Rich Dubek Lets not confuse neutrality with emotion. There is a difference. Deliberate slant or bias is much harder to find or prove than displaying feelings or emotion. I have been in this business a long time and have never witnessed intentionally bias, as hard as that night be to believe. But I see countless examples of needless emotion and feelings on display. The Yarnell fire a prime example.
Rich Dubek And HBO's show is brutally inaccurate and false.
Mary Davis Speaking of Newsroom...that was a weird season finale. Or was it a series finale? Say it ain't so!
Margie Albert Loving this discussion! Could someone describe a newscast they would make an appointment to watch daily? What traits, what content would it include? And is there one on the air now (local or national) you think meets those standards or comes close?
Mary Davis It's HBO and Aaron Sorkin...he writes about the world as we would like it to be. Of possibilities!
Laurie Rowan Munn Yes, they should keep it to themselves.
Paul M Bowers In all fairness, Sorkin is writing fiction, and has a POV nerds like us enjoy. That does not make him right, and cherry-picking easy problems with dramatic answers we like does not rule the world in real life.
Mary Davis Look what you started Abbie! All this discussion before 9 am...I need more coffee.
Eva Bowen Yes they should!!!
Rich Dubek I wish the Newsroom at least had likable characters!
Sherry Butler I agree. Report the news facts. Uphold the standards of the profession. I had a medical client whose story was well done by the reporter and then discredited by the editorializing of the anchor. Difficult to get him to do another interview.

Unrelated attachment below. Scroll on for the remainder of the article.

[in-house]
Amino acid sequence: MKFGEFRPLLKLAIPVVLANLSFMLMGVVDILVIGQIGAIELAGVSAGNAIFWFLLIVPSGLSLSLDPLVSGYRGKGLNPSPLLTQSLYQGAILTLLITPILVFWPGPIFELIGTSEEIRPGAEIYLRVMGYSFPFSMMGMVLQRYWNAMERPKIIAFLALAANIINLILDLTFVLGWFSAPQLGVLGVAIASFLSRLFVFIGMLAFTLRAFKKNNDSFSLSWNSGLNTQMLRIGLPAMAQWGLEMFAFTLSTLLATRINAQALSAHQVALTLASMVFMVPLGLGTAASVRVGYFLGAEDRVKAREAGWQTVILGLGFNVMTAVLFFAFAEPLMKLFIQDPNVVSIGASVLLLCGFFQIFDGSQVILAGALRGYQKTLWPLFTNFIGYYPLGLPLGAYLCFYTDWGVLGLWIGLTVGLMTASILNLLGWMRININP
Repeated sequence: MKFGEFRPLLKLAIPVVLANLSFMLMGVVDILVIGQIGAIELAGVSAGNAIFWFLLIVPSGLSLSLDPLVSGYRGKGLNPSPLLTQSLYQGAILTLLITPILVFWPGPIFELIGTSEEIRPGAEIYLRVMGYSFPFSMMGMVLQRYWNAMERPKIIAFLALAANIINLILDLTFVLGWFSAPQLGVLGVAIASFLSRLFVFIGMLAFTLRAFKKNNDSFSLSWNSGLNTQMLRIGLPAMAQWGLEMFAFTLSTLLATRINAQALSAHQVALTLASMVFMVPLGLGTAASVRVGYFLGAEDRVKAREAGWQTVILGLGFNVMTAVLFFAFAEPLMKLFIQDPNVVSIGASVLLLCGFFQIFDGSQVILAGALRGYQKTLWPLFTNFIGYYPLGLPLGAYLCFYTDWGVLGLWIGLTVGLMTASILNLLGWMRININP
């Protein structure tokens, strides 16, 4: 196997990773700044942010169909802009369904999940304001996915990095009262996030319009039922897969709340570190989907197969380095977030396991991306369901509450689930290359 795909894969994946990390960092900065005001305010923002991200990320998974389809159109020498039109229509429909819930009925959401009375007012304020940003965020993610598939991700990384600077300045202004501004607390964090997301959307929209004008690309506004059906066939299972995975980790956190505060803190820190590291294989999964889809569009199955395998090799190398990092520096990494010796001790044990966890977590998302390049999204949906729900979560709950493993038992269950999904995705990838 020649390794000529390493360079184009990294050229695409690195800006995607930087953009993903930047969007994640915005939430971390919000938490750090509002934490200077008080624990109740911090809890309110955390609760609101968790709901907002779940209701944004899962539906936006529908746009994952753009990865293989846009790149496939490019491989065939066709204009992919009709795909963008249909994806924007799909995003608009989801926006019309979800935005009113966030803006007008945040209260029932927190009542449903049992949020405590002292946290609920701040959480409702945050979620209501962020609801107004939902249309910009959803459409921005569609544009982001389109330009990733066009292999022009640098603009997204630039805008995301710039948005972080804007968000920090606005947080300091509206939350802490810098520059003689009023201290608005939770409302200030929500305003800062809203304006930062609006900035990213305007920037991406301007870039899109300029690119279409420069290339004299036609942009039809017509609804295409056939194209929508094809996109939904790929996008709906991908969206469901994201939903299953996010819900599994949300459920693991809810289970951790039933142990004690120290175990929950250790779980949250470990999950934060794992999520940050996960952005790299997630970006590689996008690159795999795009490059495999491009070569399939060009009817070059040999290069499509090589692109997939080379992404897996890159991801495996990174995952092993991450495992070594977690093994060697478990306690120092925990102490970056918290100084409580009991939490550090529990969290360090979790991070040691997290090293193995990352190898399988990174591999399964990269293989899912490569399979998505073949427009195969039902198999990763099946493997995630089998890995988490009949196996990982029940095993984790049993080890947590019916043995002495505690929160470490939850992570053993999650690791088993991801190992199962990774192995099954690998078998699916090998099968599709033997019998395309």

Paul M Bowers But- the standards of the profession are directly linked to the numbers of viewers, not accuracy of reporting. Those days are long gone. The "best" news presenters are those that bring in the largest numbers.
Jackie Wright I like the personal touch... much better to watch someone with a personality and similar views to mine than watching a talking head. As long as they don't go Fox News style, I'm fine with it!
Abbie S. Fink Wow! Thanks for the great feedback. I can live with the 'personal touch' when it is warranted. My concern is when I hear "I think we need more gun control" or "clearly he was mentally ill" when discussing the most recent shooting. I don't think that it is their place to make those types of comments.
Jackie Wright Sadly, I think both of those are facts in our society today.
Marisa Vallbona Real journalism died around the same time blogging was born. I'm not saying that some bloggers are not real journalists, I'm just saying that it happened around the same time. It's all about the numbers, as Paul says.